Good for you! It's well past time those of us who help build the IT industry and the communication revolution called the Internet took a much more active role in protecting children from technology-enabled s-exploitation. As the founder and owner of such companies, I have personally and corporately benefited greatly riding the wave of this technological paradigm shift.

I am also aware that criminal elements within our society are often early adopters of information technology. Pedophiles and child pornographers being right out front in early use of emerging IT, as IT both facilitates and obfuscates their destructive criminal behavior. For the last 12 years my companies and I have, at no cost, helped law enforcement deal with these old crimes being committed in new ways. Unfortunately, child sexual exploitation has spanned the world, much like the recent and devastating tsunami in Southeast Asia. Child pornography and child sexual exploitation can truly be classified as pandemic, and we as IT professionals should be wildly altering our fellow man about this most serious erosion of hard-fought human rights and dignities.

Anything you can do from your position in the media to shake the sleeping mass would be greatly appreciated and directly contribute to steaming the tide of broken children.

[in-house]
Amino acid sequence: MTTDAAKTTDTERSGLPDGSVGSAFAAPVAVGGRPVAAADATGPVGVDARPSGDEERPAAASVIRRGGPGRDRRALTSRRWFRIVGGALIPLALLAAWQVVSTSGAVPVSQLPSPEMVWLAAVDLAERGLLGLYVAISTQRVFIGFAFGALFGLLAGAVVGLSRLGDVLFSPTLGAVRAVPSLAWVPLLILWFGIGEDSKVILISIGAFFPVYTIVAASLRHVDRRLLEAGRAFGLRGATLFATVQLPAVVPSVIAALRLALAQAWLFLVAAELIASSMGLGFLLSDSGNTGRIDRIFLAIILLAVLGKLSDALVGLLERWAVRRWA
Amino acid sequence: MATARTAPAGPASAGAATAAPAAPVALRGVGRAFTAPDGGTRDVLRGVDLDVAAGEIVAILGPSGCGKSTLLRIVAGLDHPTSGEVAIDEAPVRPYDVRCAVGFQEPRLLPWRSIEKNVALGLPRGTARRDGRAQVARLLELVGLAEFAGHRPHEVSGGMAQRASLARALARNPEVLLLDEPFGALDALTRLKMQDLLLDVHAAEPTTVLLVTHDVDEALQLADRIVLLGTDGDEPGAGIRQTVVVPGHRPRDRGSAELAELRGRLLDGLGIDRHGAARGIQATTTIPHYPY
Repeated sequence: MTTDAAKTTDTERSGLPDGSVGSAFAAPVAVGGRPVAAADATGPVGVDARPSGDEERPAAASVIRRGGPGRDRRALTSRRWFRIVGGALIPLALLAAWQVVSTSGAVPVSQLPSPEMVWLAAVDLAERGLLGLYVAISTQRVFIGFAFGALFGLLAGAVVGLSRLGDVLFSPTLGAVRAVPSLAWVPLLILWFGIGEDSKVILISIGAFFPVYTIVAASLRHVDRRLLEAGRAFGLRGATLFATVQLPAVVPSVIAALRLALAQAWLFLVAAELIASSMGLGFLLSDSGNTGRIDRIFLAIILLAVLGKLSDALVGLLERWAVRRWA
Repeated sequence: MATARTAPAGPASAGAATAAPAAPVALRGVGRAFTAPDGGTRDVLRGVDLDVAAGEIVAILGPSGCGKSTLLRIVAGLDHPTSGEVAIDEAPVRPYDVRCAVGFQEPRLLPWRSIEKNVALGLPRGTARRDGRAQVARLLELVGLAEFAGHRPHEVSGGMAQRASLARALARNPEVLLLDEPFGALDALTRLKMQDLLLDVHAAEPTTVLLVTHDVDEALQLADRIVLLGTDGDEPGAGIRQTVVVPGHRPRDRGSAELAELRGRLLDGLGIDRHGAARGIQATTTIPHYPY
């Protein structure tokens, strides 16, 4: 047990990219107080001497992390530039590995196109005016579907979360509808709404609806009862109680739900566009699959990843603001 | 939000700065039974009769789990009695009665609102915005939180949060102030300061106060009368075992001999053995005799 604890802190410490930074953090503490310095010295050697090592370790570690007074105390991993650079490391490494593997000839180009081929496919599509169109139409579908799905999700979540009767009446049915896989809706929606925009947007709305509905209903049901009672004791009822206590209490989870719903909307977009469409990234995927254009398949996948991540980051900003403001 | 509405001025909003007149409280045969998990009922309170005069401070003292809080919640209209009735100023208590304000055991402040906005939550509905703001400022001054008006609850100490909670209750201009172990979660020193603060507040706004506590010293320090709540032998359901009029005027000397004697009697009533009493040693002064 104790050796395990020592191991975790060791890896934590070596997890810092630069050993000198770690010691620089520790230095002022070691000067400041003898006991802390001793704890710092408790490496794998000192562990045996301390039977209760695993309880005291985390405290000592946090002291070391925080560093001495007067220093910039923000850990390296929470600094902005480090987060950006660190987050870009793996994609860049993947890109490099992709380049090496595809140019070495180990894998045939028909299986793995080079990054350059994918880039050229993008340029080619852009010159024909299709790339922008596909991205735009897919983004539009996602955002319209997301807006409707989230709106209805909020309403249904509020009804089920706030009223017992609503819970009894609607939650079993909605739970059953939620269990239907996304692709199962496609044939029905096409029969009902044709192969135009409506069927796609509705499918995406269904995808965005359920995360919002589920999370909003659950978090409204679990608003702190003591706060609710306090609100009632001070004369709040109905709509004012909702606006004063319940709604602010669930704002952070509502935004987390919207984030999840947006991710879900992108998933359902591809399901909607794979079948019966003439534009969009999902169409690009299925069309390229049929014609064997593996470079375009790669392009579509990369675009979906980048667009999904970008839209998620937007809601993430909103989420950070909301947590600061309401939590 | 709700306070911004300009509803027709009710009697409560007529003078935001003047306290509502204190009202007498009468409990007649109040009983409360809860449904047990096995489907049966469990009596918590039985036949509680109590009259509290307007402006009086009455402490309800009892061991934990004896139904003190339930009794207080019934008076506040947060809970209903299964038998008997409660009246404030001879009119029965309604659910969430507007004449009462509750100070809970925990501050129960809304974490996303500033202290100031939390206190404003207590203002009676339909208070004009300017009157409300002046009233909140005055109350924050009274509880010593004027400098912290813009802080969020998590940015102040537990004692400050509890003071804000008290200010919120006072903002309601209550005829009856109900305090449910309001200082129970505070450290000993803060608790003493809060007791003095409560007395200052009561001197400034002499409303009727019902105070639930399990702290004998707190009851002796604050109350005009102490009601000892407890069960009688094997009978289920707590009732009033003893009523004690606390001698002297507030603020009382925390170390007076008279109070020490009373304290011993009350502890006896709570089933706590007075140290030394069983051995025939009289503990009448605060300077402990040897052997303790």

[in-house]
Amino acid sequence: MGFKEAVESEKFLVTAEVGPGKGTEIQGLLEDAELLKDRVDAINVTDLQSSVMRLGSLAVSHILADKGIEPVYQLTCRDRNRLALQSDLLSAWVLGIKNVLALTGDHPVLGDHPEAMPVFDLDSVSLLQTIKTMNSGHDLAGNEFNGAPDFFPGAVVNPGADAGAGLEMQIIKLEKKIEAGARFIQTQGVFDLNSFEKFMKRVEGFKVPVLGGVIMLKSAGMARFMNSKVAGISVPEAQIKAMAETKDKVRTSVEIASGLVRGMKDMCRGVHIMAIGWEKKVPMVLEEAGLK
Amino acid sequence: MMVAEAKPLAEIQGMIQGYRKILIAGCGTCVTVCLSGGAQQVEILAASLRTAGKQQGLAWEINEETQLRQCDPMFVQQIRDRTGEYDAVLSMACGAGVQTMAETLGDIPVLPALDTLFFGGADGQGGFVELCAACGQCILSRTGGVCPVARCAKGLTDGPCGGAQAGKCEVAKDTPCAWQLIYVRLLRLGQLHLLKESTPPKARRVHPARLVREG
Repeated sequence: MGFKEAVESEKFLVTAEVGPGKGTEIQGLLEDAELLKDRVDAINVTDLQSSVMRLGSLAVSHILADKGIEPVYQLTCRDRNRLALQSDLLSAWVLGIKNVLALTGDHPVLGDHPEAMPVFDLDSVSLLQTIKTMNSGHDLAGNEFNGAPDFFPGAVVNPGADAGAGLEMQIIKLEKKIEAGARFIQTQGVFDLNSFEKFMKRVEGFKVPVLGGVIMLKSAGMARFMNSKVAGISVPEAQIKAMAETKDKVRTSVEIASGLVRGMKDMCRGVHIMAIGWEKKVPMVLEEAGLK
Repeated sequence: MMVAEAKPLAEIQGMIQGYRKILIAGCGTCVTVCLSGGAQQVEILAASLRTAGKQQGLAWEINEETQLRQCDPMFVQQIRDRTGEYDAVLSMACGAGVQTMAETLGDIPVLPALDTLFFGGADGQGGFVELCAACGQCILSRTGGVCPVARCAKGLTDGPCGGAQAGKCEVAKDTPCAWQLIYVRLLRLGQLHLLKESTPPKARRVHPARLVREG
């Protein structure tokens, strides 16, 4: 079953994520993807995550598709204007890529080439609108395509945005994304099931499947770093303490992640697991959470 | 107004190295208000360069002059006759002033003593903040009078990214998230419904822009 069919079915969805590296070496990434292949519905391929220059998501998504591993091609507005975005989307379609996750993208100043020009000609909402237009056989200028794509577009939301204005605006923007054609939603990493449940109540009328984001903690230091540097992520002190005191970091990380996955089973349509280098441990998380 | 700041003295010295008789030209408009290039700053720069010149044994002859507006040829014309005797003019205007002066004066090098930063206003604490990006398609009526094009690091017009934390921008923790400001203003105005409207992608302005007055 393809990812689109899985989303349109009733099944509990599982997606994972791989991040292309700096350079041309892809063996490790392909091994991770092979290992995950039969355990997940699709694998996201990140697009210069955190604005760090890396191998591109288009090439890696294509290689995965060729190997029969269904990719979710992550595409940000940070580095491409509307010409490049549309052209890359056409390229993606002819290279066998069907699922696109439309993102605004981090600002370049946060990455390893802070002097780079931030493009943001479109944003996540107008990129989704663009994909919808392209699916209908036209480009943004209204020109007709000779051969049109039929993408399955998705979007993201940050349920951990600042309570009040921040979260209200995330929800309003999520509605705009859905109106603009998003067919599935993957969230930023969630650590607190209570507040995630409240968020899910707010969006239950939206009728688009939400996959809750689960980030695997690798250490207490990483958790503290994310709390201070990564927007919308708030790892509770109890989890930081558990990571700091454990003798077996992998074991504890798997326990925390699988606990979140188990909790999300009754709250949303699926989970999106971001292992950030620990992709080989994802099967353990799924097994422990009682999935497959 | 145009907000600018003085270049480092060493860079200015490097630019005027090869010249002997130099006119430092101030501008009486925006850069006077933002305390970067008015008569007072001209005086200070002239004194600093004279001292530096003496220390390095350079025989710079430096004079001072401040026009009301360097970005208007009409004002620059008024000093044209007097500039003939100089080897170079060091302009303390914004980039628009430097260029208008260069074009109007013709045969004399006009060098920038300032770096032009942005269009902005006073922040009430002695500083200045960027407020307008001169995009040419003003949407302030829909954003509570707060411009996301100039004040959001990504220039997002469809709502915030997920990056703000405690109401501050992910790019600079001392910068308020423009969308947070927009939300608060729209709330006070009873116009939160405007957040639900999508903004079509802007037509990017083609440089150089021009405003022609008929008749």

Sincerely,
Doug Stead, President
Tri-M Systems Inc. - Tri-M Engineering - Wholly Smoke Inc.
Port Coquitlam, British Columbia


This society that we embrace does have many ills. But, like the government's "War on Drugs" grandiose fiasco, IT's attempt at controlling child porn can, at best, inefficiently slow down the distribution a little bit. Resources would be better spent on addressing the real problem--WHY ARE THERE so many consumers of this crap?

Kuryos

P.S. Have you watched network prime-time television lately? Seen the latest Sports Illustrated swimsuit issue? Listened to your kids' music? Probably good places to efficiently start reshaping this society's moral ills.


Illustration by Anastasia Vasilakis

Return to the story:
Technology And The Fight Against Child Porn

Continue to the column:
The Privacy Lawyer: The Pain Behind The Pictures

Continue to the blog:
Teaming Up Against Child Porn